In fact from the humanistic point of view, it is simply a matter of tweaking lifestyles vs losing livelihoods. In Southeast Asia for example, the choice for the latter group is to restrain from using fires to cultivate their land, or worse risking life, limb and property to weather-induced disasters.

In fact national boundaries do not distinguish between rich and poor, or where disasters will strike. Developed and Developing Countries should realise that their socio-economic development will change over time, and their obligations and commitments will also change over time as they negotiate the future climate agenda over the next 100 years.

Unfortunately, looking at the current draft negotiating text (as of 10 November), even the principle and value-based approach is being questioned. All the principles mentioned above are bracketed, and even references to the UNFCC is in brackets – that means subject to negotiation. It would be a sheer nightmare if the Paris talks unravel what has been agreed, and is still applicable, at the historic Earth Summit in Rio in 1992.

A principles- and value-based approach

Rather than focussing on numbers and operational details, Paris should take on a principles- and value-based approach building upon the provisions of the UNFCCC. It is good that, through the Intended Nationally Determined Contributions (INDCs), countries have expressed what each can do, in terms of mitigation, adaptation, finance, technology etc.

However the UNFCCC Secretariat, in analysing the 147 INDC submissions as of 1 October 2015, has found that global emissions are expected to be higher by 37-57% by 2030 compared to 1990 levels, a far cry from the reduction of 25-40% called for by the world’s scientists. Nevertheless, there is a discernible reduction in the rate of growth of future emissions.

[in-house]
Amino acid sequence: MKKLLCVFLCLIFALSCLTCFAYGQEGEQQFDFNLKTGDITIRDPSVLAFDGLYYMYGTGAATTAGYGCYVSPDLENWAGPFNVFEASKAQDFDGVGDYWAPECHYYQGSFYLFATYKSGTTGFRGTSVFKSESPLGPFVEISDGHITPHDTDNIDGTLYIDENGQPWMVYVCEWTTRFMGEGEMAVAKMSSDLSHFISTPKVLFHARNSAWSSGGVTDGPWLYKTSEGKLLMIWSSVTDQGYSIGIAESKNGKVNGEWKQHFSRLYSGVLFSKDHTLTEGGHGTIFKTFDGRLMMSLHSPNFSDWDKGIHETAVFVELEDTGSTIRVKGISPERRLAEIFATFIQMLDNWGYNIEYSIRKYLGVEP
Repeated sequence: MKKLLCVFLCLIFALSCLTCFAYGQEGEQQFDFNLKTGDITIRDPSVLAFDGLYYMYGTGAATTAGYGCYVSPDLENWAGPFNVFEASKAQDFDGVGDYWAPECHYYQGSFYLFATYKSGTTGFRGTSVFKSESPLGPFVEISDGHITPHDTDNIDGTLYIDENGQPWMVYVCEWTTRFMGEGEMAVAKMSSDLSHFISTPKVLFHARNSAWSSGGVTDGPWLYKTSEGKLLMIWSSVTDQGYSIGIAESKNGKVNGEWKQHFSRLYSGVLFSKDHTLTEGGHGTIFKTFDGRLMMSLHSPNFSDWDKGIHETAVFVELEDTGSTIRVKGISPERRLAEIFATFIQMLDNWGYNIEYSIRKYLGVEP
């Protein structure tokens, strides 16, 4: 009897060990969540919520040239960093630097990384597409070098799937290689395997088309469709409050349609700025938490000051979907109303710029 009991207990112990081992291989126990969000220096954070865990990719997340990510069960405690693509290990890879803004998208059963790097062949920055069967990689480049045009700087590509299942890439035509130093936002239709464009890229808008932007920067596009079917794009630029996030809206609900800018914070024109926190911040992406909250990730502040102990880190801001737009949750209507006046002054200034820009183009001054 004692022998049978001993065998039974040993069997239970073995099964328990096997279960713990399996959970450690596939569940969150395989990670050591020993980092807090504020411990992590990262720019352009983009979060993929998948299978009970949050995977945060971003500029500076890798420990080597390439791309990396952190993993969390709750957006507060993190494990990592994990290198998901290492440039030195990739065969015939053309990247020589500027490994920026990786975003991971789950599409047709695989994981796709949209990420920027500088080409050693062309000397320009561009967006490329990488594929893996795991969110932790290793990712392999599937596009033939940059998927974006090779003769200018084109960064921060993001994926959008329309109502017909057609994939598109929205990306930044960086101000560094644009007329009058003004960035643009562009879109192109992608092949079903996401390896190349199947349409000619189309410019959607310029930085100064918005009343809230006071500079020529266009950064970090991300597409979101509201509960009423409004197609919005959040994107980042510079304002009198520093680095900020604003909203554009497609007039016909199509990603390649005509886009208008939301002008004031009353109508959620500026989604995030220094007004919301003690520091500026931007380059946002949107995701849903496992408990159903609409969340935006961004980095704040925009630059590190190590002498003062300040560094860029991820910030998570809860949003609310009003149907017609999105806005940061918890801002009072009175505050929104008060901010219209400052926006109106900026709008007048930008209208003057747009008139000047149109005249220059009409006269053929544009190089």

More tellingly, all countries have reported well-developed plans and strategies to reduce emissions through their national effort, and that they could do more if the environment is facilitative and conductive. This is the key lesson for the Paris talks: to facilitate countries, the private sector, the society and communities to do their part for climate change; without being overly intrusive and prescriptive, but to set a global level-playing field and empower the transformation towards a low-carbon society. In fact, most of the gains in climate action so far should be attributed to private sector enterprise, technological innovations, and the environmentally-conscious society.

In a break from tradition, world leaders gathered in Paris on 30 November 2015 on the first day of the two-week Conference. All of them have espoused the principles and value-based approach in combating climate change, and committed to urgent ambitious actions in addressing the threats of climate change. Their officials should take the cue as they navigate the negotiating text, and not quibble on language and who does what. Otherwise, Paris will set itself up for the classic eleventh hour deal, where decisions become meaningless and contentious.

If COP21 in Paris fails to deliver and lead, then it is time for the UNFCCC “to get out of the way”.

*Raman Letchumanan is a Senior Fellow with the S. Rajaratnam School of International Studies (RSIS), Nanyang Technological University, Singapore. The views expressed here are strictly his own. Dr Raman attended almost all the Climate Change Summits as a country delegate and as a representative of a regional inter-governmental organisation.


RSIS Commentaries are intended to provide timely and, where appropriate, policy relevant background and analysis of contemporary developments. The views of the author/s are their own and do not represent the official position of the S.Rajaratnam School of International Studies (RSIS), NTU, which produces the Commentaries. For any republishing of RSIS articles, consent must be obtained from S.Rajaratnam School of International Studies (RSIS).